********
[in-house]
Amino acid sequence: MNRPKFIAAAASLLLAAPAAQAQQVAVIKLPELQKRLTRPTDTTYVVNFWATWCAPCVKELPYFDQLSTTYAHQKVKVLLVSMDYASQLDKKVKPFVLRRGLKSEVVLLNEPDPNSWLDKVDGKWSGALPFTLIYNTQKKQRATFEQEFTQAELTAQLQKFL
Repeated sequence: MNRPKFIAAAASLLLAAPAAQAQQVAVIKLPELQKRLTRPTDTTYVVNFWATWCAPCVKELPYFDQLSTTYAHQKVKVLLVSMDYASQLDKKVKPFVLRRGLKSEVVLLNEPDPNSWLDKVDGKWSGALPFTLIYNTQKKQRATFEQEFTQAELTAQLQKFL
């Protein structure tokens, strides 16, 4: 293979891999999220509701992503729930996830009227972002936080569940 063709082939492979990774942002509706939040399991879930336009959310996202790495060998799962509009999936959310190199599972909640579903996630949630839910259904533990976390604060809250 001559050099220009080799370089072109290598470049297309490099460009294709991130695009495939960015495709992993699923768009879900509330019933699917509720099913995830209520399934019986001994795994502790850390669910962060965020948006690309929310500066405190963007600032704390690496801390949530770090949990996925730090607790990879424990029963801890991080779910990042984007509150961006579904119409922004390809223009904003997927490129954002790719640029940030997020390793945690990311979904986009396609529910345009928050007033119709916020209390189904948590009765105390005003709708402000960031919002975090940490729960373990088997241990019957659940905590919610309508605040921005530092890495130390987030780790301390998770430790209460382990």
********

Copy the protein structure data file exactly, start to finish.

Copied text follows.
[in-house]
Amino acid sequence: MNRPKFIAAAASLLLAAPAAQAQQVAVIKLPELQKRLTRPTDTTYVVNFWATWCAPCVKELPYFDQLSTTYAHQKVKVLLVSMDYASQLDKKVKPFVLRRGLKSEVVLLNEPDPNSWLDKVDGKWSGALPFTLIYNTQKKQRATFEQEFTQAELTAQLQKFL
Repeated sequence: MNRPKFIAAAASLLLAAPAAQAQQVAVIKLPELQKRLTRPTDTTYVVNFWATWCAPCVKELPYFDQLSTTYAHQKVKVLLVSMDYASQLDKKVKPFVLRRGLKSEVVLLNEPDPNSWLDKVDGKWSGALPFTLIYNTQKKQRATFEQEFTQAELTAQLQKFL
């Protein structure tokens, strides 16, 4: 293979891999999220509701992503729930996830009227972002936080569940 063709082939492979990774942002509706939040399991879930336009959310996202790495060998799962509009999936959310190199599972909640579903996630949630839910259904533990976390604060809250 001559050099220009080799370089072109290598470049297309490099460009294709991130695009495939960015495709992993699923768009879900509330019933699917509720099913995830209520399934019986001994795994502790850390669910962060965020948006690309929310500066405190963007600032704390690496801390949530770090949990996925730090607790990879424990029963801890991080779910990042984007509150961006579904119409922004390809223009904003997927490129954002790719640029940030997020390793945690990311979904986009396609529910345009928050007033119709916020209390189904948590009765105390005003709708402000960031919002975090940490729960373990088997241990019957659940905590919610309508605040921005530092890495130390987030780790301390998770430790209460382990």